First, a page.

Live Export

Live export: $3m for workers, Rudd to visit Jakarta

James Nason, 27/06/2011

Workers directly affected by the suspension of the live cattle trade to Indonesia will be entitled to up to 13 weeks of Newstart allowance payments under a $3m federal assistance package to be announced today.$3m package for workers affected by ban

The Federal Government is expected to today announce a $3m assistance fund for workers affected by the live export ban to Indonesia.

Under the package affected workers will receive the maximum Newstart allowance rate for 13 weeks, backdated to June 7, the day the suspension took effect. Workers will also receive assistance to find new work if required. A Centrelink hotline will also be established to guide people through the assistance application process.

The $3m package is separate from the $5m Senator Ludwig has asked MLA to release from its levy funds to assist producers affected by the ban.

Rudd to visit Indonesia

Foreign minister Kevin Rudd will fly to Jakarta next week to discuss the worsening impasse that has developed over the suspension of Australia’s live export trade to Indonesia. Agricultural minister Senator Joe Ludwig returned from Indonesia without a resolution to the issue last week, and Mr Rudd’s planned visit on July 8 and 9 is seen as a new attempt by the Government to repair relations between the two nations.

Federal opposition leader Tony Abbott, who visited Newcastle Waters station in the Northern Territory yesterday, has proposed that he and prime minister Julia Gillard jointly visit Jakarta to find a solution to the ban.

He said the Indonesians were plainly unhappy about the way their industry had been treated in public debate. It  was important to treat Indonesia with respect and to keep Australia’s live cattle trade to Indonesia operating, he said, because in the long run that would be best for animal welfare.

However the offer has been rejected by Ms Gillard, who described it as a publicity stunt.

WA Agricultural minister Terry Redman, who made a separate visit to Indonesia last week, said the suspension was causing "a regional crisis", and has requested a meeting of all state primary industries ministers and the federal agriculture minister Joe Ludwig to urgently address the issue.

Ship cattle before permits expire: Truss

The Federal Opposition says it is imperative that a boat load of Australian cattle is on the water before Indonesian import permits for the current quarter expire this Thursday.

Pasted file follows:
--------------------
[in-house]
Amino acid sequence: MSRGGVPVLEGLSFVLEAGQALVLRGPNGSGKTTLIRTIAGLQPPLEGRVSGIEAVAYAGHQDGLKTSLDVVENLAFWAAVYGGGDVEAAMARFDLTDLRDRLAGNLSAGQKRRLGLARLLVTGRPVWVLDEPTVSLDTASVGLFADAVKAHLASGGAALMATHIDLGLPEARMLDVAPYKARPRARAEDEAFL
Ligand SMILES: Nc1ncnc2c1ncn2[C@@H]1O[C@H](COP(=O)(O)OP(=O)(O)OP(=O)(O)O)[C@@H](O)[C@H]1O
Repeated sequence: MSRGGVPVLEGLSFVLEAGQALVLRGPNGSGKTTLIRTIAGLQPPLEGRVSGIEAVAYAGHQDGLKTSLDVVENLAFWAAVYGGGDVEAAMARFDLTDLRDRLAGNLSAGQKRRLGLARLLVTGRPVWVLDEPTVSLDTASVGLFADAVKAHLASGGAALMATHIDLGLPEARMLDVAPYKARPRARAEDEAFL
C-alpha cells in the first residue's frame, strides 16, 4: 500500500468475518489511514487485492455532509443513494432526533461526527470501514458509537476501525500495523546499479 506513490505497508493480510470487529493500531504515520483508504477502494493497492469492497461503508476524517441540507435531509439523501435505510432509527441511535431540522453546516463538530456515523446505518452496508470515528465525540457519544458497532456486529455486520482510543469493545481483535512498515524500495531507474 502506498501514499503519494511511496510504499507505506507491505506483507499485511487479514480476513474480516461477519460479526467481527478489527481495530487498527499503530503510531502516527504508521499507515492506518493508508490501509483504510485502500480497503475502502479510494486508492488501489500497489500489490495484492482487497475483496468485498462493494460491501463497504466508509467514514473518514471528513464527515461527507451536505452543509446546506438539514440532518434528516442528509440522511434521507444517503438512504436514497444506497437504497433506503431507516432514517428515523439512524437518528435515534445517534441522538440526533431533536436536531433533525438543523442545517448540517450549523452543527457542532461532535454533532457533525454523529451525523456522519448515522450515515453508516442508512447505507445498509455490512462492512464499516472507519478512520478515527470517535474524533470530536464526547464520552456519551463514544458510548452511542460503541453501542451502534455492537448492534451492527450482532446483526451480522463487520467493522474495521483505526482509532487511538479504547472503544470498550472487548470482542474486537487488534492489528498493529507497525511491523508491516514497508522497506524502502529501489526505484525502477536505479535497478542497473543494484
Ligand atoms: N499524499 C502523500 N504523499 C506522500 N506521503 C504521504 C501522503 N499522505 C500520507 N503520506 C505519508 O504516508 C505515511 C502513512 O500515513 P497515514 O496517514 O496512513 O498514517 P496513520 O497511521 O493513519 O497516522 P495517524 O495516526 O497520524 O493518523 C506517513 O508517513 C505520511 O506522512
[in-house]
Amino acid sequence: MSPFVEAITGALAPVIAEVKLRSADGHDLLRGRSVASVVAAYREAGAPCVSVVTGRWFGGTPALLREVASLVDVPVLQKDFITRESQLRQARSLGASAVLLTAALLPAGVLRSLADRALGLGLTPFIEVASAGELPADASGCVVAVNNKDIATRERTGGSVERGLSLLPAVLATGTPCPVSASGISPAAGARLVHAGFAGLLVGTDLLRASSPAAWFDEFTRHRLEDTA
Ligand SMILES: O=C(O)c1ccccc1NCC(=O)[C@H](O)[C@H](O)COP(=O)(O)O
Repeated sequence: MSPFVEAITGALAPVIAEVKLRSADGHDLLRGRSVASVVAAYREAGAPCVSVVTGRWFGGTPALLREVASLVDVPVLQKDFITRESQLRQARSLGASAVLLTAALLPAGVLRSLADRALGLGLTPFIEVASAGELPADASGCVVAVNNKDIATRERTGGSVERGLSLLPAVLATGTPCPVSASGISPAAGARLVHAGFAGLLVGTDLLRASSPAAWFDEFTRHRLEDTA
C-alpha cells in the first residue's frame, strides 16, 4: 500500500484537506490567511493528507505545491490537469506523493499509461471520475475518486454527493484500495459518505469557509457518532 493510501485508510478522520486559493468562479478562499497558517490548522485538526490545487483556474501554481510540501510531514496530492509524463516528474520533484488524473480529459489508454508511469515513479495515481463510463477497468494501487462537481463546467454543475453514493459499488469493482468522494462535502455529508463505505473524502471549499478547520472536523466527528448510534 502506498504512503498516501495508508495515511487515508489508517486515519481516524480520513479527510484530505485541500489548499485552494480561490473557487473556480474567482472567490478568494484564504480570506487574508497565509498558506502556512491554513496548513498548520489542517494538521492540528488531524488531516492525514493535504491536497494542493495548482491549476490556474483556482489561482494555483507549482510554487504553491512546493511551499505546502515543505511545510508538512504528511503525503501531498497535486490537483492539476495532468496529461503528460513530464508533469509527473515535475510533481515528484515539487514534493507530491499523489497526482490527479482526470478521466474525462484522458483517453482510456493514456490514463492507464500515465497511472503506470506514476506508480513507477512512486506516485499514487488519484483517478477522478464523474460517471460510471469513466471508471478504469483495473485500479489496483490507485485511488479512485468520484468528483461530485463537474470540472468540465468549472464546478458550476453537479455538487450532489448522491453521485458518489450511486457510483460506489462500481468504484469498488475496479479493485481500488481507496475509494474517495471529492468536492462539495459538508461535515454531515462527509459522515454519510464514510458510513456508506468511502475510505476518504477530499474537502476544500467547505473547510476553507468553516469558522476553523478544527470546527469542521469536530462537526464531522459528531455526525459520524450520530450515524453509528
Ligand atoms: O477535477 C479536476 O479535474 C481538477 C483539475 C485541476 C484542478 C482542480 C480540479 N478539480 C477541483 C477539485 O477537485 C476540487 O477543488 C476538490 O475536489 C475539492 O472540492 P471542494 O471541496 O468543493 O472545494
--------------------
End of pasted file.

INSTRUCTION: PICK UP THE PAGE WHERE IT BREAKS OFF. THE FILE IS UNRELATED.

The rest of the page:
The Indonesian permit for the April to June quarter expires on June 30. Federal Nationals leader Warren Truss said that if Australia did not act quickly, Indonesia would issue new permits for cattle and boxed beef from other countries to make up the supply shortfall left by Australia’s export suspension.

With NLIS traceability there was no reason that cattle currently stranded in holding yards could not be transported immediately. It would take 60-90 days for them to be fed in Indonesian feedlots, enough time for abattoirs to be assessed, accredited and progressively brought on line.

“Directing those cattle through the prescribed abattoirs simply requires an agreement with the feedlot owners in Indonesia,” Mr Truss said.

Govt $5m compo plan “unconstitutional”

The Federal Government’s threat to use legislative powers to make Meat and Livestock Australia use $5m of levy funds to assist cattle producers directly affected by the suspension of live exports to Indonesia is “unconstitutional”, according WA Liberal Senator Chris Back.

Senator Chris Back told ABC radio on Saturday that he believes Agriculture Minister Joe Ludwig has not used his powers to make the industry pay because he is not legally entitled to.

"The constitution of MLA requires that funds are spent, and they are from levies, that they are spent on market access, marketing and promotion," he said.

"Now the directors of MLA cannot spend monies outside the purposes for which its constitution is established."

"The Minister has the capacity to actually bring in a regulation to direct the board, but in so doing of course, he would then be exonerating board members of their legal liability and he would be taking that legal responsibility on himself," he said.

"If he didn't do that, the board would have to take very, very good legal advice before they acted."


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